Coding and marking of electronic components
The electronics industry is experiencing vigorous growth in micro-electronic components. With the development of these smaller components comes the need for micro-sized, highly durable codes. These identifiers are used for product serialization, supporting anti-piracy and counterfeiting initiatives in the electronics market.
Electronic components frequently require codes that fit in small, constrained spaces. Aside from size limitations, coding equipment for electronic components must provide clean, complex and high resolution codes that are durable for production processes, including alcohol cleaning. Coders must also have the ability to produce readable DataMatrix codes or unique identifiers for traceability and tracking purposes. Manufacturers must also be mindful of regulatory requirements and be prepared to meet customer-specific needs such as using inks that are halogen-free.
Based on print size, resolution requirements, and code content, two technology options that are well-suited for electronic products marking are continuous inkjet (CIJ) and laser. Linx CIJ printers are engineered to provide high resolution, durable codes on a variety of materials, even at micro sizes often required for electronic components and products. HSA Systems high-resolution (TIJ Printers, HP Technology) models are specifically designed to print more content in less space. These printing solutions also offer advanced functionality for increased productivity and uptime, along with ink formulations to meet customerspecific needs. Macsa laser marking systems deliver indelible marks on a variety of substrates at high production line speeds. These products offer a number of advantages including high quality marks, permanence and fewer consumables. The Macsa line of laser solutions includes CO2, YAG, UV and Fiber laser sources in different power outputs that address a wide range of marking and application requirements.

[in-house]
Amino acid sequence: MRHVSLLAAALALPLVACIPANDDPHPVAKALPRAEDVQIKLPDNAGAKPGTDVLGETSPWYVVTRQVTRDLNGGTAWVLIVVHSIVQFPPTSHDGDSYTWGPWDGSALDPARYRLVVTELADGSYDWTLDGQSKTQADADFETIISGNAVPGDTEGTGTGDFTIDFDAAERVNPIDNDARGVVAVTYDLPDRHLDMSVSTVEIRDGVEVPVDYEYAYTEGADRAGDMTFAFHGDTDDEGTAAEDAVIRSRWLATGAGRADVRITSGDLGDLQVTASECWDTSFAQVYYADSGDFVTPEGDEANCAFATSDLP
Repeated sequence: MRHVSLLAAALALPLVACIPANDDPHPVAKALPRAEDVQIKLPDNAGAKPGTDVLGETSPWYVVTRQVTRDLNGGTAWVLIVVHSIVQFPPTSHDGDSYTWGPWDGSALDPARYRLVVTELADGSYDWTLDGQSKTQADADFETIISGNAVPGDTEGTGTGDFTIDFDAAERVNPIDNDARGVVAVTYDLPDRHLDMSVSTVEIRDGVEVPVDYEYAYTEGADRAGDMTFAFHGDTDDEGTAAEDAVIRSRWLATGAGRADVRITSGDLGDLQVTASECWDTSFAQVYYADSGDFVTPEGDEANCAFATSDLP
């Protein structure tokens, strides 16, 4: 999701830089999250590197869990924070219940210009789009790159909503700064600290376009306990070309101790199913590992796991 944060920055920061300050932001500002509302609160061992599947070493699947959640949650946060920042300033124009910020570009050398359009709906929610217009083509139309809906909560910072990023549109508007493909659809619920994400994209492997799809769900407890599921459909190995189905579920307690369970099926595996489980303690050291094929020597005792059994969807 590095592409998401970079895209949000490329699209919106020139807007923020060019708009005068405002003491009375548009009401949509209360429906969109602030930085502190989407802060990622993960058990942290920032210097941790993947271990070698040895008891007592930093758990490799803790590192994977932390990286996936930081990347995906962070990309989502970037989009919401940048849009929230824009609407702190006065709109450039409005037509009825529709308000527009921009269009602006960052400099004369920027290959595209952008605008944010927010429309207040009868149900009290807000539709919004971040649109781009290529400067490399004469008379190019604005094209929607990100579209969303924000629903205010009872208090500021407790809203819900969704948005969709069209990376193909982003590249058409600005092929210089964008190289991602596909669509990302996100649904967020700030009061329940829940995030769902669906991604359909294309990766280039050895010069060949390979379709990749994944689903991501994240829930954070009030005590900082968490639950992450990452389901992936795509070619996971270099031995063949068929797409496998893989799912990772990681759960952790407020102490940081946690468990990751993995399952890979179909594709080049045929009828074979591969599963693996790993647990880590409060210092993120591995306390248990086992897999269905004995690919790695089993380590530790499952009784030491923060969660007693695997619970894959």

Many electronic components look exactly the same. In many cases, the outer look is the same, and only the internal circuitry changes. Coding allows differentiation between components and manufacturers.
Most electronic components are sold in bulk directly to manufacturers. Only a small fraction is sold with individual packaging. In many cases, coding is the only opportunity the electronic component manufacturer has to identify its product and to represent its brand to its users.
Aside from providing track and trace visibility of product throughout the distribution chain, codes can also be an integral means of fighting counterfeit products. A common challenge for manufacturers is the illegal copying and sale of electronic components that look like very similar to the original device. Products manufactured with counterfeit components can introduce serious risk to the reliability and warranty of the device. Moreover, such components can even get the product manufacturer in trouble with regulators, as the counterfeit component has not been certified for use in the final product. With smart coding technology, manufacturers can add unique product identifiers which help to make counterfeiting more difficult.
Coding and marking technology can provide a whole new level of visibility and tracking to the distribution channel. Utilizing smart coding solutions can help manufacturers build a stronger foundation in support of existing distribution tracking initiatives and anti-diversion efforts. They can also help provide increased visibility towards protecting product brands and profitability. Smart coding techniques include enhancing basic lot/batch codes by altering and verifying specific characters in your codes. Algorithmic software technology helps manufacturers make their codes more difficult for unauthorized parties to replicate. It is also possible to generate unique single item product codes for individual products on the line.
With computer circuitry being incorporated in everyday devices like light bulbs, watches, shoes, etc., the space required to print long, complex codes is shrinking. This is especially true in the electronics industry where DataMatrix codes are so widely used to track products throughout the distribution chain.
A key step in electronic components manufacturing is the cleaning of the PCB and/ or product with organic solvents to remove, among other things, solder residue. Codes need to be able to survive this cleaning process, while not affecting the electronic component.
To stay competitive and be compliant in the global marketplace, electronic component manufacturers must meet current and evolving legislation requirements. ROhS legislation, for example, started in the EU, but has influenced the establishment of similar regulations around the globe. These regulations ban the use of certain hazardous substances like lead, mercury, cadmium, hexavalent chromium, and polybrominated flame retardants in products.